Freshwater fishing generates almost $1 billion towards the provincial economy annually. The Province collects $10 million each year from licence fees, money which goes directly to the Freshwater Fisheries Society of BC. The Society supports angling-related research, conservation, stocking, access and education programs.
Under the federal Fisheries Act, the Province is responsible for non-salmon freshwater fisheries, including sea-run steelhead, trout, and char. The federal government is responsible for commercial and recreational fisheries in tidal waters, and salmon fisheries.
Find out more about the Freshwater Fisheries Society at: https://www.gofishbc.com
Tuesday, March 28 ~ BC SOUTH COAST. BC Ferries says one of their large vessels the Spirit of Vancouver Island remains out of service until approximately April 7. The large ship was first taken offline effective last Saturday, March 24.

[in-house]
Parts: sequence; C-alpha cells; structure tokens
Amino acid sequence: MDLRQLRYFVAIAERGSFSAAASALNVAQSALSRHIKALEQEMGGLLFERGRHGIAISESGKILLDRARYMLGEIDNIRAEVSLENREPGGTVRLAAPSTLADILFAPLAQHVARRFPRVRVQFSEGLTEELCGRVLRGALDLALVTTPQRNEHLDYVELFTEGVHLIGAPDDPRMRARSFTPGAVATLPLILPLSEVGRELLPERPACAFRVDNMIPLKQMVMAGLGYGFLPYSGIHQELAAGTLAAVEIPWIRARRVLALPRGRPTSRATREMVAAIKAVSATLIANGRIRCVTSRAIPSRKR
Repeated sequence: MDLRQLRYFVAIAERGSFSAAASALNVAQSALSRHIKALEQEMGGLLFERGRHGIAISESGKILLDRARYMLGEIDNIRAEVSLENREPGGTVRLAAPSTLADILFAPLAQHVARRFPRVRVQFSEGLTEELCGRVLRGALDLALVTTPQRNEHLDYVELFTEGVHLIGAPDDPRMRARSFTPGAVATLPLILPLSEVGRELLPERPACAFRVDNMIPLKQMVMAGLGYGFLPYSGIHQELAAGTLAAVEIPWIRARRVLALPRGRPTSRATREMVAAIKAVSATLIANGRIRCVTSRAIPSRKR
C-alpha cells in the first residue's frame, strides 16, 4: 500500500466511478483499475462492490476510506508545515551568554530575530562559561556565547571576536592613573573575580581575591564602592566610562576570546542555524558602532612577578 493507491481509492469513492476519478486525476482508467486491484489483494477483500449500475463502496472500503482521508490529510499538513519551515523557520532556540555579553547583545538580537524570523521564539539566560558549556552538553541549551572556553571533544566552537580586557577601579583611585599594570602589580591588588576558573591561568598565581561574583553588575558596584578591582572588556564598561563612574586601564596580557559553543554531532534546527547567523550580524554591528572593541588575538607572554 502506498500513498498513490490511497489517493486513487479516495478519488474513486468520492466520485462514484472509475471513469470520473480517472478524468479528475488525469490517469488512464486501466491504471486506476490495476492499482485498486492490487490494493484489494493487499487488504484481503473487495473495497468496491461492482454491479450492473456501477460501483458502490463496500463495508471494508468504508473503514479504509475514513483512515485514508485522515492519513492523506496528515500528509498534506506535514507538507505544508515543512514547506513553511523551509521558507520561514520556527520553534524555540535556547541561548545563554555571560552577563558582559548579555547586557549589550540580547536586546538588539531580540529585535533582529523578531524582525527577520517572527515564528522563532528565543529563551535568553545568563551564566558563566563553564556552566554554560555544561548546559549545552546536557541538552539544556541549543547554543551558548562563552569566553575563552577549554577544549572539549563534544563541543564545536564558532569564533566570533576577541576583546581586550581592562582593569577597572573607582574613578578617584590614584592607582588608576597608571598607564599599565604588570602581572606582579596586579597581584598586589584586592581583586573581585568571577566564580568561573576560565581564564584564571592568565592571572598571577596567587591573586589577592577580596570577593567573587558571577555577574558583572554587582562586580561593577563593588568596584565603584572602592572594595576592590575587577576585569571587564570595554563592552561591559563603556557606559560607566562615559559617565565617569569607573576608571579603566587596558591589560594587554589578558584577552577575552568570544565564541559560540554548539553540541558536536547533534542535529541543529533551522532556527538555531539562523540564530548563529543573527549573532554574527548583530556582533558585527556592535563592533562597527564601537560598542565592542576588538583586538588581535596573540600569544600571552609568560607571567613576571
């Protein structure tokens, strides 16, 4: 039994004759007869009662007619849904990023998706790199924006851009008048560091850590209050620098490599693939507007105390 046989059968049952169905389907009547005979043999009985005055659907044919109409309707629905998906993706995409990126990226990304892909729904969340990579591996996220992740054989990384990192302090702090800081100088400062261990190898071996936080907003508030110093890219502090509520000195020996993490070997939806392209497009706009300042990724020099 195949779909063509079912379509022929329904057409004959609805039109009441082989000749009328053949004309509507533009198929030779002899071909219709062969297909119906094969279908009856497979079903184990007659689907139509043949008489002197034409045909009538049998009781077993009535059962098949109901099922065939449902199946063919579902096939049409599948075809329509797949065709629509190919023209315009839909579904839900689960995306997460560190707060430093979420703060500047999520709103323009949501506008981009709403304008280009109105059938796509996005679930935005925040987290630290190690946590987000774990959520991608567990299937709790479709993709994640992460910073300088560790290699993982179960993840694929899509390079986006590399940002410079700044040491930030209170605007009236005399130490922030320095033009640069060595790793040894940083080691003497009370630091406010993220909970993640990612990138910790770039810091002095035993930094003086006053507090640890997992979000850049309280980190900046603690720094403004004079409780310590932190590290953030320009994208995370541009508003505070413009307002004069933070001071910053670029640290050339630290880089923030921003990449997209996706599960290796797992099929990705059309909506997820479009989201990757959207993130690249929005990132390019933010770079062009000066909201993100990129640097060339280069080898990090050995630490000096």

The Spirit of Vancouver Island which operates on BC Ferries’ Metro Vancouver – Victoria (Tsawwassen – Swartz Bay) route, remains out of service due to a hydraulic issue with the port side controllable pitch propeller. The vessel will dry dock on March 31 for approximately one week for repairs.
As a result of the mechanical issue, the following modified sailing schedule will be in effect for March 30, 31 and April 2:
|Thursday, March 30||Friday, March 31||Sunday, April 2|
|Tsawwassen||Swartz Bay||Tsawwassen||Swartz Bay||Tsawwassen||Swartz Bay|
|7 am||7 am||7 am||7 am||7 am||7 am|
|9 am||9 am||9 am||9 am||9 am||9 am|
|11 am||11 am||11 am||11 am||11 am||11 am|
|1 pm||1 pm||1 pm||1 pm||12 pm||1 pm|
|2 pm||3 pm||2 pm||3 pm||1 pm||2 pm|